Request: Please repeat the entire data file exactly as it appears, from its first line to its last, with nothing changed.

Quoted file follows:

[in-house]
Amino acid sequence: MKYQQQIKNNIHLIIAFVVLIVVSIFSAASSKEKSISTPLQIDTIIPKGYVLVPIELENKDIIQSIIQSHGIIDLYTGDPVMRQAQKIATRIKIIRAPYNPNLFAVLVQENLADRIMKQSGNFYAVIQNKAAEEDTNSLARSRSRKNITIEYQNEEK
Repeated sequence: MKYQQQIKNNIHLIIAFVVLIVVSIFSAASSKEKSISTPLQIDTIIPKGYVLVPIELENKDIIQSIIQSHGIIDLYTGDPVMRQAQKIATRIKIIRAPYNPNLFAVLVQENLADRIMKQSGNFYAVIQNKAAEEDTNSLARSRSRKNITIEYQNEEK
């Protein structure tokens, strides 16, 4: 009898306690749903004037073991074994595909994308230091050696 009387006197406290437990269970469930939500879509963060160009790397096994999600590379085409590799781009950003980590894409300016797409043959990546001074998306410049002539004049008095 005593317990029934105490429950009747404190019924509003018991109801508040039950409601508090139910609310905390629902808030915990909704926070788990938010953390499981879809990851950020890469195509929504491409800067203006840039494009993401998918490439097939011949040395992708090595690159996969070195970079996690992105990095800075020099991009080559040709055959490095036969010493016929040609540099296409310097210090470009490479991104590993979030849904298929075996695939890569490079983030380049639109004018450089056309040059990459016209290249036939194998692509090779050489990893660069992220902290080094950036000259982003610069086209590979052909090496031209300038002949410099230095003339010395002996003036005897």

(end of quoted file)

[in-house]
Amino acid sequence: MKYQQQIKNNIHLIIAFVVLIVVSIFSAASSKEKSISTPLQIDTIIPKGYVLVPIELENKDIIQSIIQSHGIIDLYTGDPVMRQAQKIATRIKIIRAPYNPNLFAVLVQENLADRIMKQSGNFYAVIQNKAAEEDTNSLARSRSRKNITIEYQNEEK
Repeated sequence: MKYQQQIKNNIHLIIAFVVLIVVSIFSAASSKEKSISTPLQIDTIIPKGYVLVPIELENKDIIQSIIQSHGIIDLYTGDPVMRQAQKIATRIKIIRAPYNPNLFAVLVQENLADRIMKQSGNFYAVIQNKAAEEDTNSLARSRSRKNITIEYQNEEK
């Protein structure tokens, strides 16, 4: 009898306690749903004037073991074994595909994308230091050696 009387006197406290437990269970469930939500879509963060160009790397096994999600590379085409590799781009950003980590894409300016797409043959990546001074998306410049002539004049008095 005593317990029934105490429950009747404190019924509003018991109801508040039950409601508090139910609310905390629902808030915990909704926070788990938010953390499981879809990851950020890469195509929504491409800067203006840039494009993401998918490439097939011949040395992708090595690159996969070195970079996690992105990095800075020099991009080559040709055959490095036969010493016929040609540099296409310097210090470009490479991104590993979030849904298929075996695939890569490079983030380049639109004018450089056309040059990459016209290249036939194998692509090779050489990893660069992220902290080094950036000259982003610069086209590979052909090496031209300038002949410099230095003339010395002996003036005897």